Via two great TV dramas, I’m spending the summer in small towns with big supernatural problems. In the new Netflix original series Stranger Things, a young boy and teen girl go missing, and in the 2012 French series The Returned (aka Les Revenants), long-dead citizens turn up very much alive. Both shows are full of angst and mystery, both borrow from eerie TV dramas like Twin Peaks and The X-Files, and both feature towns with menacing nearby structures that may be the sources of their problems.
Stranger Things sucks you in as a period piece: it’s set in 1983, taking you back to simpler times (Toto and The Clash) that were sometimes too simple (no mobile phones or Internet). The retro references are endless (Stand By Me, E.T., Goosebumps, The Goonies), and cast members Winona Ryder and Matthew Modine are most associated with the Eighties. Yet the story and personal drama are what stay with you; you care a lot about the wonderful characters and their ultimate destinies, whatever the decade.
After a long Dungeons and Dragons session, four tween boys part company; one of them, Will Byers, vanishes without trace. The three friends take it on themselves to find their missing pal and are helped by Eleven, a strange runaway girl with psychic powers. Meanwhile, Will’s mom Joyce (Ryder) receives mystical messages from her absent son, teenage Nancy looks for her vanished friend Barb, and local police chief Hopper investigates the shadowy premises of nearby Hawkins Laboratories, from which Eleven seems to have escaped. And some sort of creature seems to be attacking folks, but we never get a good look at it…
Meanwhile, in a small village in the Alps, the problem is not too few citizens but too many. In the French series The Returned, a handful of people who died between four and 35 years ago wander back into town, unaware of their own fates or the intervening events. You’d think this would be a reason for joy: wouldn’t you love to revisit people who left you long ago?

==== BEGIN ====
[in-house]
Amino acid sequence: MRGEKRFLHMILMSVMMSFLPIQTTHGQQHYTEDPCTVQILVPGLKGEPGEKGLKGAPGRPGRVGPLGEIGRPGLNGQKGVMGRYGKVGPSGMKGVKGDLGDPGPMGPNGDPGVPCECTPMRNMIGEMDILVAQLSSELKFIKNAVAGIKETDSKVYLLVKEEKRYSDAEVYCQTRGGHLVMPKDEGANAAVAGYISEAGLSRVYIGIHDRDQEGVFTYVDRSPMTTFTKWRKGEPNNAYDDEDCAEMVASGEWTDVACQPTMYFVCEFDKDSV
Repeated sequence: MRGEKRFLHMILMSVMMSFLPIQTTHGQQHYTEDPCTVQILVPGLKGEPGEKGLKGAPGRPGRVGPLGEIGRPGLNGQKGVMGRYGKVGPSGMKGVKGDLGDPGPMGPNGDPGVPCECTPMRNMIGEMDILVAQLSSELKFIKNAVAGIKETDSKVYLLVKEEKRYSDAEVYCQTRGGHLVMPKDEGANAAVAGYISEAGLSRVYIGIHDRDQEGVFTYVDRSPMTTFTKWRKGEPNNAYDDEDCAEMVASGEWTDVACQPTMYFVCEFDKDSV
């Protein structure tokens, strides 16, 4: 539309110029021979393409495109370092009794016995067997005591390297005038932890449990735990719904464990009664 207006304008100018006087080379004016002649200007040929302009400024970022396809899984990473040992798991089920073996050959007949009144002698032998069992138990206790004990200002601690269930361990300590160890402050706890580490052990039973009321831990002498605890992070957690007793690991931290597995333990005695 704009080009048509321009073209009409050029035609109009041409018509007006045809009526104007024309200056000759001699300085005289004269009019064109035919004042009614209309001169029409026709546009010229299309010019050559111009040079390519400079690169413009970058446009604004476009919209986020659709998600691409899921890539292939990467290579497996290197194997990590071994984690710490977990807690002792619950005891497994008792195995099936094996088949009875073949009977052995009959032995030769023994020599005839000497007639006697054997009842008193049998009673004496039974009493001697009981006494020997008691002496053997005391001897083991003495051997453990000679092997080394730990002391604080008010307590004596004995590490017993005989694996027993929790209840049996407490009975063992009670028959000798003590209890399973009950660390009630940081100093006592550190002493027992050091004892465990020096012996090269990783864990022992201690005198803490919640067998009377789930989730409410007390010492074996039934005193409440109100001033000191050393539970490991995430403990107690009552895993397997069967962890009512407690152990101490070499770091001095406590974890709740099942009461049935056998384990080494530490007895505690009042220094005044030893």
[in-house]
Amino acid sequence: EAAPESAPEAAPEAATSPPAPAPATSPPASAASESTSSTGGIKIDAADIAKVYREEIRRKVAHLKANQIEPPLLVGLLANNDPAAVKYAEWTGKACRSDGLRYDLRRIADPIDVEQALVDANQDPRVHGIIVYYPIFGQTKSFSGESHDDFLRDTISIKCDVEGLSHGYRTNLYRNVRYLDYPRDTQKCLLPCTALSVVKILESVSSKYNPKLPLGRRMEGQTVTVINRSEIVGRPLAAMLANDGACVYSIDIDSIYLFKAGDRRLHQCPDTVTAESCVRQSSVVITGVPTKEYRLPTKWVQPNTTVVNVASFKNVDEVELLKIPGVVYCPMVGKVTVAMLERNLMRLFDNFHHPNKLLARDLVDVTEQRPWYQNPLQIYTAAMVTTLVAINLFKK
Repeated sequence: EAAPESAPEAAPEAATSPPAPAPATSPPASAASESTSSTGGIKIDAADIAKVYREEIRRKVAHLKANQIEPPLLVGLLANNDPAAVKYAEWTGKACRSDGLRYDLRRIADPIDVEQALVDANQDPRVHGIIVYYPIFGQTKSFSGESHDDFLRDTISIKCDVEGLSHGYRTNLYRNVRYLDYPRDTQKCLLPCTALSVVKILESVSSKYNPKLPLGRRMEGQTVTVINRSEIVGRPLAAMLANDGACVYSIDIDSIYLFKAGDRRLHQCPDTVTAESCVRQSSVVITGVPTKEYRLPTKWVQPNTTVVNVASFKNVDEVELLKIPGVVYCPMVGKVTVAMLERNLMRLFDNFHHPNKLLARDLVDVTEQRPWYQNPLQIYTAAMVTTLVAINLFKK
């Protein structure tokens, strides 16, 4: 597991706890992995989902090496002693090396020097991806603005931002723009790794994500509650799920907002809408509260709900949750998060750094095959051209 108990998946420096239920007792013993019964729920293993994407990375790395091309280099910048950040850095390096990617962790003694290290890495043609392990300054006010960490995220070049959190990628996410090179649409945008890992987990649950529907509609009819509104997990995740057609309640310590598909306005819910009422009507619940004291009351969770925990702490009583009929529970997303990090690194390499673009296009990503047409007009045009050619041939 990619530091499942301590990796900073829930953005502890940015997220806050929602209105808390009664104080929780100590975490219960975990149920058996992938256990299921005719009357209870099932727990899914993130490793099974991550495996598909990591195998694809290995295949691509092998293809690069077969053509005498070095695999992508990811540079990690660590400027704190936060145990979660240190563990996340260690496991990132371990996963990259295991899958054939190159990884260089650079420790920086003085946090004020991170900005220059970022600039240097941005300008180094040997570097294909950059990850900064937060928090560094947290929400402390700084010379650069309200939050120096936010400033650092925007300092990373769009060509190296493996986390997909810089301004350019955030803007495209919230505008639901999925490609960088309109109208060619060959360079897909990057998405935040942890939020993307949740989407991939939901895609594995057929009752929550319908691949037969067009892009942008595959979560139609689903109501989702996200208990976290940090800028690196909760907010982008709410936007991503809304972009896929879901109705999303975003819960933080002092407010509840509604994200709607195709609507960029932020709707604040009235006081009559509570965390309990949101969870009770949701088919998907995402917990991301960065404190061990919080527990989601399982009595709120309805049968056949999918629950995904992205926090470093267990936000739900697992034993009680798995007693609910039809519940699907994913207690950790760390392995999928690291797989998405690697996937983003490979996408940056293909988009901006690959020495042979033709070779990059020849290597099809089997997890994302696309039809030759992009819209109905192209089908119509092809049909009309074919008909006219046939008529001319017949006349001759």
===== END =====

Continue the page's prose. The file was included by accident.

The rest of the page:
Yet the returned bring only pain. Teen Camille finds her now-older sister hooking up with Camille’s ex-boyfriend. Simon seeks Adele, the woman he abandoned long ago, but she’s ready to remarry and move on with her life. Young Victor is cared for by nurse Julie but begins to remember his own tragic end. Ominously, serial-killer Serge is back and his attacks start anew; clearly some folks are better off dead. These citizens’ returns seem related to the rapid loss of water from the huge dam that looms over the town…
This concept—the dead returning to a small town—has seen a lot of action in the last decade or so. Here’s a timeline of all the projects so you don’t get confused:
2004: French film They Came Back, aka Les Revenants
2012: French TV series The Returned, aka Les Revenants (reviewed here)
2013: The Returned by Jason Mott, an unrelated US novel using the same concept
2014: US TV series Resurrection, based on the Mott novel
2015: US TV series The Returned, based on the 2012 French series.
Earlier precursors can be found in this helpful Slate article.
(Note: You may find web links that call this a “zombie” show. Rest assured that the “returned” characters are healthy, human, conscious, and not flesh-eating. They’re just back from the dead, is all.)
The French series The Returned, its US remake, and Stranger Things are all available on Netflix. That’s good news as they’re all binge-worthy! I hope these creepy tales of paranormal people in spooky small towns bring some much-needed chills to your sweltering August nights.
Rock out to the 80s with Netflix’s Stranger Things soundtrack (the official soundtrack is on the way)